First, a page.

A Surinam-themed Amsterdam long-case clock 1746 - 1756
259 ⨯ 60 ⨯ 35 cm
Price on request
- About the artwork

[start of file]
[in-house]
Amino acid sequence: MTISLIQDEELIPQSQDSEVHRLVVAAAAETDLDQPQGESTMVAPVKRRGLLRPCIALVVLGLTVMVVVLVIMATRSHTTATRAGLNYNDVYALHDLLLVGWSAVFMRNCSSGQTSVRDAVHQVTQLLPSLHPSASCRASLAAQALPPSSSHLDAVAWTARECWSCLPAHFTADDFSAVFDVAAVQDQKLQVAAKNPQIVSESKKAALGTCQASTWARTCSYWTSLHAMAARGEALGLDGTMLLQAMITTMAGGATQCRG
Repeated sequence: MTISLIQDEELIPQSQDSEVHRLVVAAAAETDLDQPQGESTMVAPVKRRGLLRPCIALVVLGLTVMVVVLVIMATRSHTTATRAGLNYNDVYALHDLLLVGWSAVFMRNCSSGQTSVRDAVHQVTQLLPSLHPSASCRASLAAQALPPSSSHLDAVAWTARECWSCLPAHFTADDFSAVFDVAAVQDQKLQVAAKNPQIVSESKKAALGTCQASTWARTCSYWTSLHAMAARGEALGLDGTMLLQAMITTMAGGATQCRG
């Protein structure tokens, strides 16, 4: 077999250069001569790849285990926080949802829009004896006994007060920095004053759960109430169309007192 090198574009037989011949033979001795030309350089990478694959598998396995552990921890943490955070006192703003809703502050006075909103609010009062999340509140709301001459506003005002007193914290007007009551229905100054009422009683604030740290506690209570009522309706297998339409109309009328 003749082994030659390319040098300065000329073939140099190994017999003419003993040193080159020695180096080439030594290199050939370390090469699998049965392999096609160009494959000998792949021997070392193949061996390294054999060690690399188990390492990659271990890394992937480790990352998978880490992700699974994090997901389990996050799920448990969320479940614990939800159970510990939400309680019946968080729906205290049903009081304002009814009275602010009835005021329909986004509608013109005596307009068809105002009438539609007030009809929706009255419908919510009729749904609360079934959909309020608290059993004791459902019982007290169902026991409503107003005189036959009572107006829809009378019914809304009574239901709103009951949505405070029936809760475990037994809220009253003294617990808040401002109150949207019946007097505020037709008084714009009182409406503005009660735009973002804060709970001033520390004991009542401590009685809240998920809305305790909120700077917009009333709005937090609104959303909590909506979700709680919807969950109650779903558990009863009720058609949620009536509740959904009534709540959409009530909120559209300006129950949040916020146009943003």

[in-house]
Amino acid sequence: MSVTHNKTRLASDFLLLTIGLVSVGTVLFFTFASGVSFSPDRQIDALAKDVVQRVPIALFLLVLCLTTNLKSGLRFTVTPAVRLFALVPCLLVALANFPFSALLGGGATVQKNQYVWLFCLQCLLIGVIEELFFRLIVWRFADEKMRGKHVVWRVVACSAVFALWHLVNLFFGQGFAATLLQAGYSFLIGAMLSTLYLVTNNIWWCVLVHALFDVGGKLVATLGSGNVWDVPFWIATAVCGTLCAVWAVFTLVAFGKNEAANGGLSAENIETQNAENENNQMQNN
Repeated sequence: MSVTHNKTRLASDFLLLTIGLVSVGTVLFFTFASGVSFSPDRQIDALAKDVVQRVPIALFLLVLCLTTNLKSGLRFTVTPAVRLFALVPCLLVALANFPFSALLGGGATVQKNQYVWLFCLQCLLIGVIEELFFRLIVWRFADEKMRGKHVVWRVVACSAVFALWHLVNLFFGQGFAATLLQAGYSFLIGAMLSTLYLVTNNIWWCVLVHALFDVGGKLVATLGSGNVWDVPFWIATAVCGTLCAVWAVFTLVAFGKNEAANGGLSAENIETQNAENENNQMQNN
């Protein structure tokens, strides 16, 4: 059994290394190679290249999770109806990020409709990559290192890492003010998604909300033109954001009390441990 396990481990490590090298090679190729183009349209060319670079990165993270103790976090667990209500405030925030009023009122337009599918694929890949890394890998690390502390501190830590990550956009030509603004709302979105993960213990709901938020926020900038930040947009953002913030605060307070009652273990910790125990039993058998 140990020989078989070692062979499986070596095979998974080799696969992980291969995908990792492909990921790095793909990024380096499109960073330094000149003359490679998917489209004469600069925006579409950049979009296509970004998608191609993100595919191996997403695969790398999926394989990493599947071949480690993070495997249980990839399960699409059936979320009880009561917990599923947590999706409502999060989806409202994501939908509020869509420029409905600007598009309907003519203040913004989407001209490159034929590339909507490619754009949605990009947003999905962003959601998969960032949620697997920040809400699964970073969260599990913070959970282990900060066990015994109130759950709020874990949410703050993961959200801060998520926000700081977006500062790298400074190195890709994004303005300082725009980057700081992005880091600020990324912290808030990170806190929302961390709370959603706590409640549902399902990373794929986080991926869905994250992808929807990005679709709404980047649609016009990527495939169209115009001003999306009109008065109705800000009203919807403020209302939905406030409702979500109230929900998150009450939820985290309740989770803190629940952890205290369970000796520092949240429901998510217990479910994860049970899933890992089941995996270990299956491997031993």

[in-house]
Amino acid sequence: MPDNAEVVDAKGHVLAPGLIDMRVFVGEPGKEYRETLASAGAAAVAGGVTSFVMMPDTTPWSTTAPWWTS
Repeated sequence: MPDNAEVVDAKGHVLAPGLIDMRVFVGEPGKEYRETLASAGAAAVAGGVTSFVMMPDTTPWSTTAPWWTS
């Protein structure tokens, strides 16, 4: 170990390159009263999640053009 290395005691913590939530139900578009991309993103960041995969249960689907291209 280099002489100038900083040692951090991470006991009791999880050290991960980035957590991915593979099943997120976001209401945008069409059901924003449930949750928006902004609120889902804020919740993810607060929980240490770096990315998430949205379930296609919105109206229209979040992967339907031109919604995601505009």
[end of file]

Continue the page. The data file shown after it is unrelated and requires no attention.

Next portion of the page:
The Netherlands, 1746-1756, dial signed Nicolaas Weylandt/Amsterdam The case of the clock is made of Rio palissander veneer and snakewood, with the arch showing a painted scene of the harbour of Paramaribo, Fort Zeelandia and Dutch ships in anchorage, the spandrels decorated with figural representations of the four continents, the centre of the dial painted with Mercury, the god of trade, seated on a bale signed VCS (Vereenigde Compagnie Suriname), and one of the barrels bearing the initials “RBS,” on the left the river god of the Surinam river, with a Dutch three-master in the background. H. 259 x W. 60 x D. 35 cm (case) Diam. 32 cm (clock dial) This exceptionally rare long-case clock probably was ordered by one of the many wealthy families living along the Amsterdam canals that owned or had shares in plantations in Surinam. It’s a successful marriage of the work of an accomplished 18th century Amsterdam clockmaker, a Dutch cabinetmaker working with exotic tropical timbers, a woodcarver familiar with both Dutch rococo design and Surinamese iconography, and a painter with knowledge, whether first-hand or through other visualisations, of the Paramaribo waterfront. In the production of this Gesamtkunstwerk, only the name of the clockmaker is known: Nicloaas Weylandt (c. 1700 - 1754), who had a business situated on the Nieuwendijk near the Haarlemmersluis in Amsterdam from 1742 until his death. The case is made of imported timbers from Surinam; Rio-palissander and snakewood. A very similar clock-case, veneered in walnut, is illustrated in J. Zeeman, De Nederlandse staande klok, Zwolle, 1996, and dated c. 1740. That clock is also by Weylandt, so the case most likely also is by the same cabinetmaker working for Weylandt. Zeeman points out that 18th-century Dutch clockmakers relied extensively on imported clock parts, like the clock face, the various dials and clock hands, mainly from Britain. Besides, Amsterdam clockmakers outsourced the cabinetmaking, carving and painting to independent artisans. The Surinam character of the clock is evident not only in the timbers used, nor in the painted view of Paramaribo in the clock arch, but also very specific in the depiction of the parrots in the carved rococo centre block in the arch and the smaller carving in the door. Weylandt’s clock has a 7-day twin-barrel anchor movement, with a bell-strike on the hour and half-hour. It is fitted with a second dial, day aperture and alarm setting disk. Exhibited: De Grote Suriname Tentoonstelling, Nieuwe Kerk, Amsterdam, 5 October 2019 - 2 February 2020.